Damaru maintenance

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javier.espinoza.t
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Damaru maintenance

Post by javier.espinoza.t » Thu Mar 08, 2018 10:57 pm

Hello all,

I would like to know how to do maintenance to a damaru which leather is not painted. For keeping the wood and leather as best as possible, etc.

Also how to prevent its unnecesary deterioration.

Thanks!
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Fortyeightvows
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Re: Damaru maintenance

Post by Fortyeightvows » Fri Mar 09, 2018 1:15 am

One of my teachers recommends putting it in the sun sometimes. And storing it vertically.

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Grigoris
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Re: Damaru maintenance

Post by Grigoris » Fri Mar 09, 2018 8:28 am

Fortyeightvows wrote:
Fri Mar 09, 2018 1:15 am
One of my teachers recommends putting it in the sun sometimes. And storing it vertically.
Putting it in the sun ensures that it does not accumulate moisture. Leather gets moldy and rots if it stays wet to long.

Store the damaru in a cool and dry place when you are not using it. If it is in a case I would recommend you throw in some packets of silicon (like the ones you find in shoe boxes when you buy new leather shoes).

The problem with putting the damaru in the sun, especially in warmer climates like here in Southern Europe, is that the skin becomes tense and then when it cools goes slack. If you do this enough times the skin will de-tune and become permanently slack and need to be heated every time before use. It will also dry out the skin excessively and cause it to tear.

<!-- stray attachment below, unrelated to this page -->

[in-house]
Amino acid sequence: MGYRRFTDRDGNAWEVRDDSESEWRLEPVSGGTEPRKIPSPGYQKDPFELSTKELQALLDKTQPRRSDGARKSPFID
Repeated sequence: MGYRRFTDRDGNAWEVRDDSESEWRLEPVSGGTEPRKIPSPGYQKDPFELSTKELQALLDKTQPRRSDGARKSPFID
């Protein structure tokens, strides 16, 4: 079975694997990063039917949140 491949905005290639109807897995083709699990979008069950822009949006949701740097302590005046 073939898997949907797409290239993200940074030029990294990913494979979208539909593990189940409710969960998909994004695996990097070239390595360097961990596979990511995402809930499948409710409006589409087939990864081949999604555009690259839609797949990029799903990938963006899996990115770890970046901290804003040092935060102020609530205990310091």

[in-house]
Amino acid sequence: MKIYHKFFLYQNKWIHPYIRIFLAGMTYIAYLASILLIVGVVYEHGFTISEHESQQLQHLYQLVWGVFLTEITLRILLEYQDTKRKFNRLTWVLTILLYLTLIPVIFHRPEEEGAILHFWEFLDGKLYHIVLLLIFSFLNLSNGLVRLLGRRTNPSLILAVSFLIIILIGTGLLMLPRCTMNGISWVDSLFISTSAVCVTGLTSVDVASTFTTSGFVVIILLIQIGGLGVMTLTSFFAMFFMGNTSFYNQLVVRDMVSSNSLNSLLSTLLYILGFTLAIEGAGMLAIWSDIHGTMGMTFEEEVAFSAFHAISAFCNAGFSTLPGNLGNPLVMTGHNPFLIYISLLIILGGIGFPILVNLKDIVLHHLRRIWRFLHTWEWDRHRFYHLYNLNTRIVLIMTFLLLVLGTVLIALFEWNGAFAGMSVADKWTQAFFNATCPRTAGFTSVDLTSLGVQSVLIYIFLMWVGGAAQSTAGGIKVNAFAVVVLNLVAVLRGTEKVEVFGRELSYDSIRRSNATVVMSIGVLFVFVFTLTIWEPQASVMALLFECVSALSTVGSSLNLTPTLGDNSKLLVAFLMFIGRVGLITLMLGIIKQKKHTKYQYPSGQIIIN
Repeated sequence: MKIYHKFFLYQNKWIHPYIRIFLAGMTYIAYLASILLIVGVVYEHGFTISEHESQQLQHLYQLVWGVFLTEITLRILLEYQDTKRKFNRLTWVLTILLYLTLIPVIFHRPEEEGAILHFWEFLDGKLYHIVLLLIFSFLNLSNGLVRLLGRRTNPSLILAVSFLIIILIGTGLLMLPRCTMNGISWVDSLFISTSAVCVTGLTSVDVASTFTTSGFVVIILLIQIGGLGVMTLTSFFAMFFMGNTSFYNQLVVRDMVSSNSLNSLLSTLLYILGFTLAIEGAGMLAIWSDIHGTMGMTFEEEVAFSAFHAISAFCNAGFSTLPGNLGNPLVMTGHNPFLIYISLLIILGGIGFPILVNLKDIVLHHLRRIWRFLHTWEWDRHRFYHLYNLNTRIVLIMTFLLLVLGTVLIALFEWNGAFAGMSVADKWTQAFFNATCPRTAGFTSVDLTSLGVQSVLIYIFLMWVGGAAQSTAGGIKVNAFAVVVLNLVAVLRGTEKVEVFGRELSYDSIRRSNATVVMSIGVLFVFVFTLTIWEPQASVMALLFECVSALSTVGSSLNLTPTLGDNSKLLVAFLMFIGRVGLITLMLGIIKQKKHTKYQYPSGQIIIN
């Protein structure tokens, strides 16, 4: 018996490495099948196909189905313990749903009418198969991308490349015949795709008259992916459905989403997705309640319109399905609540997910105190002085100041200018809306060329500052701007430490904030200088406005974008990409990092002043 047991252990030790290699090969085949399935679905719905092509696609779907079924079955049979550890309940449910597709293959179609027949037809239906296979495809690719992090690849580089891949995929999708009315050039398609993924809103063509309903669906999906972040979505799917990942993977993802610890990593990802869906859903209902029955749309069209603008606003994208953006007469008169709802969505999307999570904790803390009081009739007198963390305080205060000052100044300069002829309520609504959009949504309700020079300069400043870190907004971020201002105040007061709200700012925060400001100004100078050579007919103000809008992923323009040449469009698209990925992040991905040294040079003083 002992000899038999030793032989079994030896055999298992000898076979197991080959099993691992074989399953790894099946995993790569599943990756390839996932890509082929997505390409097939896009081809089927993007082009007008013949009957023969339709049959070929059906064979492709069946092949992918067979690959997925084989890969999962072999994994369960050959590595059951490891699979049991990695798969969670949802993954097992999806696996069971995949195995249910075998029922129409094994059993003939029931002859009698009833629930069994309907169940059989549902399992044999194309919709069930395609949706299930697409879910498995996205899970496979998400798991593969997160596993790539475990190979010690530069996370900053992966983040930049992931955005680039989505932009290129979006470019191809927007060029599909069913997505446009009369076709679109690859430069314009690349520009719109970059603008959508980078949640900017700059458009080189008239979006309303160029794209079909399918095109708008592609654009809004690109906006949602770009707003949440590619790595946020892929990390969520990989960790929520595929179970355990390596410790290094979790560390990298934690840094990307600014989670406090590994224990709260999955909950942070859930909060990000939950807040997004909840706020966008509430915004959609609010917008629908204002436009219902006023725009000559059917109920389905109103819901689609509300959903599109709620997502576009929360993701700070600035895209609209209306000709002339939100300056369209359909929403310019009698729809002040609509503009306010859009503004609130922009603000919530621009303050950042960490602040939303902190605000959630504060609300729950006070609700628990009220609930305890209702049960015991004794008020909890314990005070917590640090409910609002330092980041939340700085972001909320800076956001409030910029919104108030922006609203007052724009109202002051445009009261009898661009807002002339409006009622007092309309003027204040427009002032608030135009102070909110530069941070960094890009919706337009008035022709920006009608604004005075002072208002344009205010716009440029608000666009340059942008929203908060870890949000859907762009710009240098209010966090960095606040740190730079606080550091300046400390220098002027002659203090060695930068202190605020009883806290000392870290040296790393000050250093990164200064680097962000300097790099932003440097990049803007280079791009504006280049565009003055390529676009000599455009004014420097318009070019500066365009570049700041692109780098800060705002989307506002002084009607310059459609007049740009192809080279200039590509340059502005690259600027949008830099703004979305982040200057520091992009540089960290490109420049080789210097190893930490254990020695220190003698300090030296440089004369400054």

The wood, if it is not varnished, needs to be treated with wax to stop it going brittle. If it is varnished it does not need anything to be done with it. You could also consider varnishing it yourself. It is not difficult, just be careful not to get the varnish on the skin.

If the skin does de-tune, the best (and almost permanent method) to fix it is to cut out two pieces of tissue the size and shape of the drum heads. Wet the paper and stick it on to the skins. Leave the damaru in a room at room temperature, until the paper dries and falls off. The skin will be perfectly tuned again.

Do not use alcohol on the skin as it dries it out and makes it brittle.

Regularly rub the skins with the palm of your hand. This will transfer oil from your hand to the drum skin keeping it supple. Do not oil the skin or use moisturiser.
"My religion is not deceiving myself."
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"Butchers, prostitutes, those guilty of the five most heinous crimes, outcasts, the underprivileged: all are utterly the substance of existence and nothing other than total bliss."
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Bristollad